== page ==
13 Reasons Why Post-Pandemic Policies Should Prioritize Critical Thinking Skills and Assertive Attitudes

“Human societies are pretty feeble and ugly”, shows new study by 125-nm-in-diameter virus.

I find it embarrassing that the most powerful mirror revealing the modern world for what it is is the one created by the COVID-19 pandemic. The crisis caused by the novel coronavirus forced the world into a “reap what you sow” scenario and in my opinion, the harvest is anything but bountiful.

Sure, the “this too shall pass” adage remains valid even when we face something as severe as a pandemic, but I am more concerned with why this happened at this level in the first place and how it can be prevented or handled better the next time. Because there will be a next time.

In just a few months, more than 3 million people have tested positive for the SARS-CoV-2 infection, more than 200,000 have died from complications triggered by the virus, sometimes without even having basic access to healthcare, and approximately 900,000 recovered, with no definite evidence to date that they cannot contract the virus again.

For anyone not entertaining an “Oh well, we’re all going to die someday” life philosophy when it comes to preventable illness and death, this is bad. It becomes outrageous though when many of the reasons why this happened are directly linked to a failure of all administrative structures to use the available scientific data and professional protocols to help communities fare this global problem better. And then come helplessness and desperation when you realize that whether this is going to last well over a reasonable amount of time [considering the basic, out of our control data], whether it will get worse and whether this can happen again in the future in a similar situation rests with the communities’ ability and willingness to fulfill what is needed of them in order to register a minimal loss of human lives and manageable economic damage. Considering what I have seen so far, this is scary. The aware and responsible at the mercy of the ignorant and reckless.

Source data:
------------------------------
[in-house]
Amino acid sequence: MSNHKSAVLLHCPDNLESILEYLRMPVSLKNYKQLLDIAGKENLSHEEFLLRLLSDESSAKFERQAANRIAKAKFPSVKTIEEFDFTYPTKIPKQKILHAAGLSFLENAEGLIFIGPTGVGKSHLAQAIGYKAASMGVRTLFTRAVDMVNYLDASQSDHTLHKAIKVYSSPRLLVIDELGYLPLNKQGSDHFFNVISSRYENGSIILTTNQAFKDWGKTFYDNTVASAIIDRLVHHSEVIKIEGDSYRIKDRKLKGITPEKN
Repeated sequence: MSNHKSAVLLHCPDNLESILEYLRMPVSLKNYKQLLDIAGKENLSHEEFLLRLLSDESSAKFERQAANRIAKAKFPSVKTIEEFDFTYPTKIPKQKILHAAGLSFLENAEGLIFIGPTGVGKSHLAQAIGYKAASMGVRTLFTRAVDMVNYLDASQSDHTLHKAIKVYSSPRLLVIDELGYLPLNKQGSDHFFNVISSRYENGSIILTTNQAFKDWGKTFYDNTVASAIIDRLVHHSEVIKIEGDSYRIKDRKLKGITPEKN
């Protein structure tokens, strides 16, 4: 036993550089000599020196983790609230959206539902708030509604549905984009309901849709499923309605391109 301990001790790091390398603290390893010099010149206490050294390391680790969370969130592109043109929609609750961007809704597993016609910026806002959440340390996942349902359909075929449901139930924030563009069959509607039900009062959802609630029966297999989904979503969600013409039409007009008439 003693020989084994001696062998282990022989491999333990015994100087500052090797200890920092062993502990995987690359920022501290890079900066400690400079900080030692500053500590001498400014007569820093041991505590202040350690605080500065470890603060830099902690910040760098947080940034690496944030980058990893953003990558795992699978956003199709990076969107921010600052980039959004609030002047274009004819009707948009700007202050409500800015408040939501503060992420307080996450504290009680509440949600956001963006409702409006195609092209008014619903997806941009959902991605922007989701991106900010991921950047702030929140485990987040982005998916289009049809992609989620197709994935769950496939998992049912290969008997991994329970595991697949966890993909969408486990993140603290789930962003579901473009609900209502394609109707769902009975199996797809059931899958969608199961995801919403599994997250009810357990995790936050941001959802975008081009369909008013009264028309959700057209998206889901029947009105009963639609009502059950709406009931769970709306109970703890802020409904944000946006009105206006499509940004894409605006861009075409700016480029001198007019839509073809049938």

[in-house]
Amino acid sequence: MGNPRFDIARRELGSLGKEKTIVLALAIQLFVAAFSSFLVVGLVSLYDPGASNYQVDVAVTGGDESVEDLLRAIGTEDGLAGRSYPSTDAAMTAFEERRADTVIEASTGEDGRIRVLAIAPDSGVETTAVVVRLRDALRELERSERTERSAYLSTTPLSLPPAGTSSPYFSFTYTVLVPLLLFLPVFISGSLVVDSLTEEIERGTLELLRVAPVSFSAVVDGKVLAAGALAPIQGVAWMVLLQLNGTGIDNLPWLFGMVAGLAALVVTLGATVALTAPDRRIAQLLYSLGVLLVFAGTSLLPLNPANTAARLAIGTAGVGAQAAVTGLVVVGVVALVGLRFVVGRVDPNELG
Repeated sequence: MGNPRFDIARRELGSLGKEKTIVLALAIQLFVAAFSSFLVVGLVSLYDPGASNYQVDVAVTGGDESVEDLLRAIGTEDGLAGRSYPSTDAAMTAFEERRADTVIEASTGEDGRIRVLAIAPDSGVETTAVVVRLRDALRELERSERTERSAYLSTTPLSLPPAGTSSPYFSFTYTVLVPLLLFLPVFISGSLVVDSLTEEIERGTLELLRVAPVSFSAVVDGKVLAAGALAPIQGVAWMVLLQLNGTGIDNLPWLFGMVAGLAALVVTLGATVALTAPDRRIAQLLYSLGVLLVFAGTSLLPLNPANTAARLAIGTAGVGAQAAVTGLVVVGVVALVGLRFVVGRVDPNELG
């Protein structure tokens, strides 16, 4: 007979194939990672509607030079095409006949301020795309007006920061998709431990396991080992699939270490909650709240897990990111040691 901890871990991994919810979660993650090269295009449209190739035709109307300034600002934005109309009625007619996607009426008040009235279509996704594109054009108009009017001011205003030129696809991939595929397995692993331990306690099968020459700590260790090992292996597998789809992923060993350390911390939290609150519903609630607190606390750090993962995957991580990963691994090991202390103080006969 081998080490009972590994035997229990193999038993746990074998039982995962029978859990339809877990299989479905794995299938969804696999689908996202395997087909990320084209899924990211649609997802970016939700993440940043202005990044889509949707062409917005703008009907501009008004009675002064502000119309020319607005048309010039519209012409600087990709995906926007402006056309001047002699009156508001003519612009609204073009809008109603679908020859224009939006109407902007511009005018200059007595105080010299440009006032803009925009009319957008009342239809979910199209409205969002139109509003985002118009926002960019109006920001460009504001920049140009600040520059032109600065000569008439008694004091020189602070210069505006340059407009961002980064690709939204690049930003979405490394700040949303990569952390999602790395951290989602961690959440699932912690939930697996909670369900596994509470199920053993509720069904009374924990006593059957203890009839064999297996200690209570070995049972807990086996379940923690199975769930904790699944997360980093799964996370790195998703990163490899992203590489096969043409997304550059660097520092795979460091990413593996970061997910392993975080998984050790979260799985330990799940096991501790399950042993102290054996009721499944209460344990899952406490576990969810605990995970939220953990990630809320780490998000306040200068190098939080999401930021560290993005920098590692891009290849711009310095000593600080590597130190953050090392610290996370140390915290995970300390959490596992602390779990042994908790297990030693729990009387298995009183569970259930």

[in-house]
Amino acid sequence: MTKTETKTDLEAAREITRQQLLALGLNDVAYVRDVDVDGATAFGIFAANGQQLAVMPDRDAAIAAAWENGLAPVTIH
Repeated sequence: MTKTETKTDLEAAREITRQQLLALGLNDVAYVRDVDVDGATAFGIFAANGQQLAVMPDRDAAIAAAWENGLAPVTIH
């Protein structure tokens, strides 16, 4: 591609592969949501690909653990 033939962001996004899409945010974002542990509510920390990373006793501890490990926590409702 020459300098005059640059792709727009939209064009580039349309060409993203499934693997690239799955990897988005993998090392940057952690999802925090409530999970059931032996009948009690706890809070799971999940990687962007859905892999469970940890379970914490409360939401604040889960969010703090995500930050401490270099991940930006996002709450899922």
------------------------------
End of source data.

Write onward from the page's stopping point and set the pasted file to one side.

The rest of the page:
I won’t sugar-coat it. I have no interest in being the psychologist who only tells you comforting, popular things to maintain a “positive feel” regarding her online presence. Some things are less than pretty and need to be faced with maturity if changing them is of any interest to any of the parties affected by them. I want to challenge ineffective thinking patterns and decision-making processes. I would like people to find reasons and determination to change those elements in themselves and in the societies they live in. That is not a comfortable process. Please read some other blog if this bothers you.

Back to the mirror showing us just how distorted our reactions are in a time of crisis, I will say that I am rather worried about what comes next, once the governments will relax restrictions in areas still at risk of becoming COVID-19 red zones if the people won’t continue to practice, out of their own volition, the elements of prevention imposed to most of us by law in the last months.

There is plenty of evidence in how things have unfolded so far to believe that many – I am inclined to say most – won’t truly obey the medical recommendations regarding social distancing, use of face masks, or even gloves, and restriction of travel to that which is essential.

Of course, we need to learn to live our lives as close to what we know as normal, in the given context, but maintaining balance will require intentional effort, and here is where I think the West may not respond as well as the Eastern countries did in this and past pandemics. Conspiracy theories aside, numbers of those infected or dead from COVID-19 in Europe and the U.S.A. support this perspective. There are differences in how we look at ourselves, each other, and the world, and those differences may just direct the outcome of it all.

I believe that many have paid and will continue to pay the price of ill-directed social values, not just the one related to medical or economic shortcomings.